• gian
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    14 months ago

    Not needing AI isn’t the point. The point is that AI can do it, and AI doesn’t require a programmer to design and debug a bespoke algorithm to accomplish a task.

    Maybe we should stop to call “AI” everything that is able to solve something by bruteforce.
    A true AI, given the board and the rules, should have understood in less than a picoseconds that it need to avoid the holes, like a human does. What this AI did was simply to learn the rules, and a human is still faster in this (at this game at least).

    It would take a human a lot longer than 6 hours to perfect an algorithm to do this.

    Man, the game has the solution drawn on it. A human perfect the algorithm in less than 6 seconds and it probably solve the game in way less than 6 hours. The point of the game is to follow, not to find, the path.

    • @CrayonRosary@lemmy.world
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      4 months ago

      AI is shorthand for a neural network algorithm that learns to accomplish a task through training instead of being told (very explicitly) how to do it by a human. There’s no point in arguing about how people use language. It’s completely arbitrary. You better get used to people calling neural network programs AI because it’s not going away.

      What this AI did was simply to learn the rules… the game has the solution drawn on it… The point of the game is to follow, not to find, the path.

      You have a very deep misunderstanding of the complexity of this feat and so I’m not surprised you don’t think its impressive. Just follow the path… So easy! -_-

      At the start of this task, the AI knew almost nothing. All it knew is it had “hands”, and it had a directive to get the ball to the end.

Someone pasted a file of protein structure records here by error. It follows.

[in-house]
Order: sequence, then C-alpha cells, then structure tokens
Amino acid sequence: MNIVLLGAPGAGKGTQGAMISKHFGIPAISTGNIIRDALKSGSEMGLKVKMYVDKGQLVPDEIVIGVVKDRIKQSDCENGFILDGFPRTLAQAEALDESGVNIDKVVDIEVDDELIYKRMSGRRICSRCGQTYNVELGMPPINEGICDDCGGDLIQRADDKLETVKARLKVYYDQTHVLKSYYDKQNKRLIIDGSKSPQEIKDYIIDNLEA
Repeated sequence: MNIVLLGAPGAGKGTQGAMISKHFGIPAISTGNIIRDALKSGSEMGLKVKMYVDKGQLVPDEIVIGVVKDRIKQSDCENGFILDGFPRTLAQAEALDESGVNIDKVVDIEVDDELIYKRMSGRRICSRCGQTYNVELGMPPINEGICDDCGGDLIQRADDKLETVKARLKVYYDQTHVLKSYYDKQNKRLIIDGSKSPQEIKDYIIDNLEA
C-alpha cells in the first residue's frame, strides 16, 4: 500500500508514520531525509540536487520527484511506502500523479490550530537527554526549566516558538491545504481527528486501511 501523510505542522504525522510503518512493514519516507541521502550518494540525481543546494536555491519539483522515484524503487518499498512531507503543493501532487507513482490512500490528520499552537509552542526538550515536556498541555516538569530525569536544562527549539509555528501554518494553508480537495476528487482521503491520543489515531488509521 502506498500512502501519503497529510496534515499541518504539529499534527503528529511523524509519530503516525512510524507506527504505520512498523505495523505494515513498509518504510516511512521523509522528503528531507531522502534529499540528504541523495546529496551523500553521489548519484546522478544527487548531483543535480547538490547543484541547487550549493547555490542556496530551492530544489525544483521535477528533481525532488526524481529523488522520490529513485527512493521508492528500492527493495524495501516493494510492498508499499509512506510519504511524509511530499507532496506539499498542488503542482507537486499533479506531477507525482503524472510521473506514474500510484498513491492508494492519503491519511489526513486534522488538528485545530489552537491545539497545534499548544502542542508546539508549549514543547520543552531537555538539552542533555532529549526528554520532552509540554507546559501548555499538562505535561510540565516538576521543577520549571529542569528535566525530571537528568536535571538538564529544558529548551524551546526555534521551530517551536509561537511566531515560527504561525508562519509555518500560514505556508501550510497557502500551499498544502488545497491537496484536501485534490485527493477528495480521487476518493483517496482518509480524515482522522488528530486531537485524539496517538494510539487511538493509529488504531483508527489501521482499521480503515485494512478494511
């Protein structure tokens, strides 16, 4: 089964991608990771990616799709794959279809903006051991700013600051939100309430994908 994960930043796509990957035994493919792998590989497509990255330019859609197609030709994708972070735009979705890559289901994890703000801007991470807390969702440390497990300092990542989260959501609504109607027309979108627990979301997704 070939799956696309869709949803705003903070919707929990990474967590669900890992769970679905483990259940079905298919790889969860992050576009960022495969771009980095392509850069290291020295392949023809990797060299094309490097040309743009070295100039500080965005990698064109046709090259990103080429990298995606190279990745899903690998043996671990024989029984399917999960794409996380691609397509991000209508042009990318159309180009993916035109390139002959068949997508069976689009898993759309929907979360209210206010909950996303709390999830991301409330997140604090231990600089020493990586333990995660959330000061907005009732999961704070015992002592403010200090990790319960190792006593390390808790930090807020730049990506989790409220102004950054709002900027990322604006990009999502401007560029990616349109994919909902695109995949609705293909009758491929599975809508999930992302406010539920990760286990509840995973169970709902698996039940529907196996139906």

It didn’t know any of the following:

      • what a ball is and that it rolls
      • the fact that lines on the board indicate a safe path
      • what gravity is and why the ball moves when the knobs are turned
      • that turning the knob farther makes the ball go faster, to a point
      • that the dark spots on the board (holes) make the ball drop and make you have to start over
      • that the thick lines are walls
      • that walls block the ball!

      You see what I’m getting at here? It understood nothing! Sure, you can explain the rules to a human and they’d be able to start learning how to play, but the real learning is learning the hand eye coordination to get the ball to do anything you want.

      Even the concept of “explain the rules” is not simple. Sure it’s simple for a brain that evolved over millions of years and uses natural language. But explaining rules to a computer means programming it. You have to hard code all of the rules of the game, and in this case, all of the physics of the game. You have to write the code that explains all of that to a traditional computer before it can even start attempting to play this game.

      This AI needed none of that. It learned everything on the fly!